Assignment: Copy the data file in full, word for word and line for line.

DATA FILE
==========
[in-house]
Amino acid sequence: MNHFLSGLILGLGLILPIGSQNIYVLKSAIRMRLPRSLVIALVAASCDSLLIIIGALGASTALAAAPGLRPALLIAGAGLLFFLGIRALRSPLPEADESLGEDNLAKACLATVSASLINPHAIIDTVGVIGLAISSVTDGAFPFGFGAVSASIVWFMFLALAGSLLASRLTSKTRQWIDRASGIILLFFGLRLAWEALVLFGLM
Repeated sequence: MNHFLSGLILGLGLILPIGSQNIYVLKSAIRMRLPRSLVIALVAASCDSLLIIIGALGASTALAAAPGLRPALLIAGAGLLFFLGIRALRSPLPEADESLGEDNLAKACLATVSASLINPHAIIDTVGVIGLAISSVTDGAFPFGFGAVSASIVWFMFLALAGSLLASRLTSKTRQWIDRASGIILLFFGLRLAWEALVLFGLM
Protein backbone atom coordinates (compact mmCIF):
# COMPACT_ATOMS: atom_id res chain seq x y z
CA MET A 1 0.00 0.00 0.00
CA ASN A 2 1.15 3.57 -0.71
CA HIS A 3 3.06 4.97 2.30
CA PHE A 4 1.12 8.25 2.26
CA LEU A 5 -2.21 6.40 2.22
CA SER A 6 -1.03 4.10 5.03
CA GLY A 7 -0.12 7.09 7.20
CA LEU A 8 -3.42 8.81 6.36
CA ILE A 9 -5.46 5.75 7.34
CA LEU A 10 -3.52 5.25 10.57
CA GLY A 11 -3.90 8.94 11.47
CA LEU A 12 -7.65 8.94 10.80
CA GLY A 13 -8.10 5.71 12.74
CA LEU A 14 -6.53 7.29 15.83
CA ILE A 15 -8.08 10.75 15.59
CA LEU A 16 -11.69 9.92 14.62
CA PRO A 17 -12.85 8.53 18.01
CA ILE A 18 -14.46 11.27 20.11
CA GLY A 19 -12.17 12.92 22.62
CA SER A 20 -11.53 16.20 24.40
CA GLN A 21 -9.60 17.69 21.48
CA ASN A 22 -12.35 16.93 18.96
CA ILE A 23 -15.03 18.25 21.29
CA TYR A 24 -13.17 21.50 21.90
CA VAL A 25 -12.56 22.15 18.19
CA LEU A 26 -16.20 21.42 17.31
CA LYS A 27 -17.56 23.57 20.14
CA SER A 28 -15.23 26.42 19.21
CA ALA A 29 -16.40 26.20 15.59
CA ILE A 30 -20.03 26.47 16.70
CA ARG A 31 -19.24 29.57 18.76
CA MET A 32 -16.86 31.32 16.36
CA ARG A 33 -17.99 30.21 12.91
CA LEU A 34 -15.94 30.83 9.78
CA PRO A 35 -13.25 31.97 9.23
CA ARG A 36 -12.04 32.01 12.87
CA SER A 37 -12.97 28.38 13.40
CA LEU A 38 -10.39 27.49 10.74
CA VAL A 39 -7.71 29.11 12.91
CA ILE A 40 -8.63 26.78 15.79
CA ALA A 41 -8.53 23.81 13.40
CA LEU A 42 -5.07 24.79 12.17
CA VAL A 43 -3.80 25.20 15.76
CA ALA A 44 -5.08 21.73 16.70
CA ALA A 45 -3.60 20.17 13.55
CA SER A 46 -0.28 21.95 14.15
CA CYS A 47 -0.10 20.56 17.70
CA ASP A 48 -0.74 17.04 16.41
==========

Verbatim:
[in-house]
Amino acid sequence: MNHFLSGLILGLGLILPIGSQNIYVLKSAIRMRLPRSLVIALVAASCDSLLIIIGALGASTALAAAPGLRPALLIAGAGLLFFLGIRALRSPLPEADESLGEDNLAKACLATVSASLINPHAIIDTVGVIGLAISSVTDGAFPFGFGAVSASIVWFMFLALAGSLLASRLTSKTRQWIDRASGIILLFFGLRLAWEALVLFGLM
Repeated sequence: MNHFLSGLILGLGLILPIGSQNIYVLKSAIRMRLPRSLVIALVAASCDSLLIIIGALGASTALAAAPGLRPALLIAGAGLLFFLGIRALRSPLPEADESLGEDNLAKACLATVSASLINPHAIIDTVGVIGLAISSVTDGAFPFGFGAVSASIVWFMFLALAGSLLASRLTSKTRQWIDRASGIILLFFGLRLAWEALVLFGLM
Protein backbone atom coordinates (compact mmCIF):
# COMPACT_ATOMS: atom_id res chain seq x y z
CA MET A 1 0.00 0.00 0.00
CA ASN A 2 1.15 3.57 -0.71
CA HIS A 3 3.06 4.97 2.30
CA PHE A 4 1.12 8.25 2.26
CA LEU A 5 -2.21 6.40 2.22
CA SER A 6 -1.03 4.10 5.03
CA GLY A 7 -0.12 7.09 7.20
CA LEU A 8 -3.42 8.81 6.36
CA ILE A 9 -5.46 5.75 7.34
CA LEU A 10 -3.52 5.25 10.57
CA GLY A 11 -3.90 8.94 11.47
CA LEU A 12 -7.65 8.94 10.80
CA GLY A 13 -8.10 5.71 12.74
CA LEU A 14 -6.53 7.29 15.83
CA ILE A 15 -8.08 10.75 15.59
CA LEU A 16 -11.69 9.92 14.62
CA PRO A 17 -12.85 8.53 18.01
CA ILE A 18 -14.46 11.27 20.11
CA GLY A 19 -12.17 12.92 22.62
CA SER A 20 -11.53 16.20 24.40
CA GLN A 21 -9.60 17.69 21.48
CA ASN A 22 -12.35 16.93 18.96
CA ILE A 23 -15.03 18.25 21.29
CA TYR A 24 -13.17 21.50 21.90
CA VAL A 25 -12.56 22.15 18.19
CA LEU A 26 -16.20 21.42 17.31
CA LYS A 27 -17.56 23.57 20.14
CA SER A 28 -15.23 26.42 19.21
CA ALA A 29 -16.40 26.20 15.59
CA ILE A 30 -20.03 26.47 16.70
CA ARG A 31 -19.24 29.57 18.76
CA MET A 32 -16.86 31.32 16.36
CA ARG A 33 -17.99 30.21 12.91
CA LEU A 34 -15.94 30.83 9.78
CA PRO A 35 -13.25 31.97 9.23
CA ARG A 36 -12.04 32.01 12.87
CA SER A 37 -12.97 28.38 13.40
CA LEU A 38 -10.39 27.49 10.74
CA VAL A 39 -7.71 29.11 12.91
CA ILE A 40 -8.63 26.78 15.79
CA ALA A 41 -8.53 23.81 13.40
CA LEU A 42 -5.07 24.79 12.17
CA VAL A 43 -3.80 25.20 15.76
CA ALA A 44 -5.08 21.73 16.70
CA ALA A 45 -3.60 20.17 13.55
CA SER A 46 -0.28 21.95 14.15
CA CYS A 47 -0.10 20.56 17.70
CA ASP A 48 -0.74 17.04 16.41